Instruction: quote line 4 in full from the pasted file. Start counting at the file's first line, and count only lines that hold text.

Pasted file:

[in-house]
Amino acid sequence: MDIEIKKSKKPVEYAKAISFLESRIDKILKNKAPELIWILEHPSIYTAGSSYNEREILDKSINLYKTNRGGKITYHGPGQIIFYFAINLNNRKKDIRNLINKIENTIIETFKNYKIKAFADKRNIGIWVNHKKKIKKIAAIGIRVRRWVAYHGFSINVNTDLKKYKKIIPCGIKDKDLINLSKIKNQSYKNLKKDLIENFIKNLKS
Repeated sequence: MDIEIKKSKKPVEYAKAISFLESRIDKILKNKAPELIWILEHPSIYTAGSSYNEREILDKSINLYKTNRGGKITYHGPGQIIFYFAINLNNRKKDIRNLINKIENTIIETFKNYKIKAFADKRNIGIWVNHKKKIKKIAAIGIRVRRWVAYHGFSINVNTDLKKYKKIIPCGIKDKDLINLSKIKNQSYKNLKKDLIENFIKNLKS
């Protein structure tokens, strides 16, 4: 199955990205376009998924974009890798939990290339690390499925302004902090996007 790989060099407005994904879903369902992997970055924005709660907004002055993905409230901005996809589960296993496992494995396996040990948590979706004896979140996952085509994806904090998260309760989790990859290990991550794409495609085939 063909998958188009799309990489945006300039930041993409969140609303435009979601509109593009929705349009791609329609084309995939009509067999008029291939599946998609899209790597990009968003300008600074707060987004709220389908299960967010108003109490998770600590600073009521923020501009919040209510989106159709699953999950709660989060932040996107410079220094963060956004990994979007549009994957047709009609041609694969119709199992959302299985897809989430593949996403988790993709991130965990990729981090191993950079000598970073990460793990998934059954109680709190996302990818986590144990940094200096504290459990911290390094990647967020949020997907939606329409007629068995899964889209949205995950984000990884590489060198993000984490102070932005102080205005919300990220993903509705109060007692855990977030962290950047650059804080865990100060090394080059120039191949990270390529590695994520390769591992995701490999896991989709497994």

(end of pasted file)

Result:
């Protein structure tokens, strides 16, 4: 199955990205376009998924974009890798939990290339690390499925302004902090996007 790989060099407005994904879903369902992997970055924005709660907004002055993905409230901005996809589960296993496992494995396996040990948590979706004896979140996952085509994806904090998260309760989790990859290990991550794409495609085939 063909998958188009799309990489945006300039930041993409969140609303435009979601509109593009929705349009791609329609084309995939009509067999008029291939599946998609899209790597990009968003300008600074707060987004709220389908299960967010108003109490998770600590600073009521923020501009919040209510989106159709699953999950709660989060932040996107410079220094963060956004990994979007549009994957047709009609041609694969119709199992959302299985897809989430593949996403988790993709991130965990990729981090191993950079000598970073990460793990998934059954109680709190996302990818986590144990940094200096504290459990911290390094990647967020949020997907939606329409007629068995899964889209949205995950984000990884590489060198993000984490102070932005102080205005919300990220993903509705109060007692855990977030962290950047650059804080865990100060090394080059120039191949990270390529590695994520390769591992995701490999896991989709497994």